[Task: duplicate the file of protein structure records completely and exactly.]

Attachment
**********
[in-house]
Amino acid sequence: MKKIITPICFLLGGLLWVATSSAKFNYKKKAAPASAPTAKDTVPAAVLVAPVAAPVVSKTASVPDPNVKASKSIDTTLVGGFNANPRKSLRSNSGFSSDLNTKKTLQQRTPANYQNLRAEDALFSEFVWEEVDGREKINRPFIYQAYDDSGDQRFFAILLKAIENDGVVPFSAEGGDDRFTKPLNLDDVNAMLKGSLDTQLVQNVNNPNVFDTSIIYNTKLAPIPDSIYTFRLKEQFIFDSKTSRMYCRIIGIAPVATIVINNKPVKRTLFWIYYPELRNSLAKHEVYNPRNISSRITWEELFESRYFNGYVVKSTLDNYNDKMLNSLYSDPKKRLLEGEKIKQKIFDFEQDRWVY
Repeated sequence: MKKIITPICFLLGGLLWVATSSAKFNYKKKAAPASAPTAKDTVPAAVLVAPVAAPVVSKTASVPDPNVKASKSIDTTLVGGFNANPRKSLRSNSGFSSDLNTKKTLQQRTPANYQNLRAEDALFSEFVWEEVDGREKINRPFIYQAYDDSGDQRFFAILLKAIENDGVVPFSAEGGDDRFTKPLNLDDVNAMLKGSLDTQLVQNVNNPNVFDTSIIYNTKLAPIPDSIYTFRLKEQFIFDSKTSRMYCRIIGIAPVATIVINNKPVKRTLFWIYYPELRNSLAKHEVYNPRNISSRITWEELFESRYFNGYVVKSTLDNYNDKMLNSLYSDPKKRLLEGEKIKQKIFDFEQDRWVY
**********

[in-house]
Amino acid sequence: MKKIITPICFLLGGLLWVATSSAKFNYKKKAAPASAPTAKDTVPAAVLVAPVAAPVVSKTASVPDPNVKASKSIDTTLVGGFNANPRKSLRSNSGFSSDLNTKKTLQQRTPANYQNLRAEDALFSEFVWEEVDGREKINRPFIYQAYDDSGDQRFFAILLKAIENDGVVPFSAEGGDDRFTKPLNLDDVNAMLKGSLDTQLVQNVNNPNVFDTSIIYNTKLAPIPDSIYTFRLKEQFIFDSKTSRMYCRIIGIAPVATIVINNKPVKRTLFWIYYPELRNSLAKHEVYNPRNISSRITWEELFESRYFNGYVVKSTLDNYNDKMLNSLYSDPKKRLLEGEKIKQKIFDFEQDRWVY
Repeated sequence: MKKIITPICFLLGGLLWVATSSAKFNYKKKAAPASAPTAKDTVPAAVLVAPVAAPVVSKTASVPDPNVKASKSIDTTLVGGFNANPRKSLRSNSGFSSDLNTKKTLQQRTPANYQNLRAEDALFSEFVWEEVDGREKINRPFIYQAYDDSGDQRFFAILLKAIENDGVVPFSAEGGDDRFTKPLNLDDVNAMLKGSLDTQLVQNVNNPNVFDTSIIYNTKLAPIPDSIYTFRLKEQFIFDSKTSRMYCRIIGIAPVATIVINNKPVKRTLFWIYYPELRNSLAKHEVYNPRNISSRITWEELFESRYFNGYVVKSTLDNYNDKMLNSLYSDPKKRLLEGEKIKQKIFDFEQDRWVY